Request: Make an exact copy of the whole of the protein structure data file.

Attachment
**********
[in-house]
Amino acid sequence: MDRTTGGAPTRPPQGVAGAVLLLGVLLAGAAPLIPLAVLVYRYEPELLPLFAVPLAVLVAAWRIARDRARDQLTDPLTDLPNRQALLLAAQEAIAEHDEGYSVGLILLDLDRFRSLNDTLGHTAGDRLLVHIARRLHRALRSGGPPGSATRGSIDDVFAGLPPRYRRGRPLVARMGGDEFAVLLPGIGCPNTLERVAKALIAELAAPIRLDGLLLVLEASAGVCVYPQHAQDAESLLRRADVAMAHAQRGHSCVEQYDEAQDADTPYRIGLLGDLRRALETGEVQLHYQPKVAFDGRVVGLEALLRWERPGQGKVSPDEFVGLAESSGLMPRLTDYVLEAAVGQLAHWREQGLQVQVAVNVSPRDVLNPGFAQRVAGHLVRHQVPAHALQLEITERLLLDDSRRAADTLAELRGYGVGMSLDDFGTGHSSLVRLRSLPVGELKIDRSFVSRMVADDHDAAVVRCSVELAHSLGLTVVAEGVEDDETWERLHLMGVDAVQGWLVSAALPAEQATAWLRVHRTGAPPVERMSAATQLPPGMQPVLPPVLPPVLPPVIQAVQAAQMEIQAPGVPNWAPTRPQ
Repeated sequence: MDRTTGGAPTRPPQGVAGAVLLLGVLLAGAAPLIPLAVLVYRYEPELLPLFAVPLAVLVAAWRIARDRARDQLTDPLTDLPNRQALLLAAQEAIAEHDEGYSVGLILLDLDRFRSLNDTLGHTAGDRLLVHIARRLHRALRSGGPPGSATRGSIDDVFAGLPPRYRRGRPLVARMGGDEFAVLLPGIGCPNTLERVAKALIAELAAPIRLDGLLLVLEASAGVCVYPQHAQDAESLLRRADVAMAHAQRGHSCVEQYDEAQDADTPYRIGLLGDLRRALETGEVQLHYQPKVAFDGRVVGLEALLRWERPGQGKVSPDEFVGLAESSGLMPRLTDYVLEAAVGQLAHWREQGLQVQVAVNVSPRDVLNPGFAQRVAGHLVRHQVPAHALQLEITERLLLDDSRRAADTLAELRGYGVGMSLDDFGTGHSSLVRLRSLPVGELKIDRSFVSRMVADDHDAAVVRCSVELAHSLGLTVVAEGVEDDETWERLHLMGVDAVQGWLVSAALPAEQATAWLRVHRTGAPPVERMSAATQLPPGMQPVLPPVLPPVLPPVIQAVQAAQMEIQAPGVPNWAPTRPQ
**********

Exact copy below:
[in-house]
Amino acid sequence: MDRTTGGAPTRPPQGVAGAVLLLGVLLAGAAPLIPLAVLVYRYEPELLPLFAVPLAVLVAAWRIARDRARDQLTDPLTDLPNRQALLLAAQEAIAEHDEGYSVGLILLDLDRFRSLNDTLGHTAGDRLLVHIARRLHRALRSGGPPGSATRGSIDDVFAGLPPRYRRGRPLVARMGGDEFAVLLPGIGCPNTLERVAKALIAELAAPIRLDGLLLVLEASAGVCVYPQHAQDAESLLRRADVAMAHAQRGHSCVEQYDEAQDADTPYRIGLLGDLRRALETGEVQLHYQPKVAFDGRVVGLEALLRWERPGQGKVSPDEFVGLAESSGLMPRLTDYVLEAAVGQLAHWREQGLQVQVAVNVSPRDVLNPGFAQRVAGHLVRHQVPAHALQLEITERLLLDDSRRAADTLAELRGYGVGMSLDDFGTGHSSLVRLRSLPVGELKIDRSFVSRMVADDHDAAVVRCSVELAHSLGLTVVAEGVEDDETWERLHLMGVDAVQGWLVSAALPAEQATAWLRVHRTGAPPVERMSAATQLPPGMQPVLPPVLPPVLPPVIQAVQAAQMEIQAPGVPNWAPTRPQ
Repeated sequence: MDRTTGGAPTRPPQGVAGAVLLLGVLLAGAAPLIPLAVLVYRYEPELLPLFAVPLAVLVAAWRIARDRARDQLTDPLTDLPNRQALLLAAQEAIAEHDEGYSVGLILLDLDRFRSLNDTLGHTAGDRLLVHIARRLHRALRSGGPPGSATRGSIDDVFAGLPPRYRRGRPLVARMGGDEFAVLLPGIGCPNTLERVAKALIAELAAPIRLDGLLLVLEASAGVCVYPQHAQDAESLLRRADVAMAHAQRGHSCVEQYDEAQDADTPYRIGLLGDLRRALETGEVQLHYQPKVAFDGRVVGLEALLRWERPGQGKVSPDEFVGLAESSGLMPRLTDYVLEAAVGQLAHWREQGLQVQVAVNVSPRDVLNPGFAQRVAGHLVRHQVPAHALQLEITERLLLDDSRRAADTLAELRGYGVGMSLDDFGTGHSSLVRLRSLPVGELKIDRSFVSRMVADDHDAAVVRCSVELAHSLGLTVVAEGVEDDETWERLHLMGVDAVQGWLVSAALPAEQATAWLRVHRTGAPPVERMSAATQLPPGMQPVLPPVLPPVLPPVIQAVQAAQMEIQAPGVPNWAPTRPQ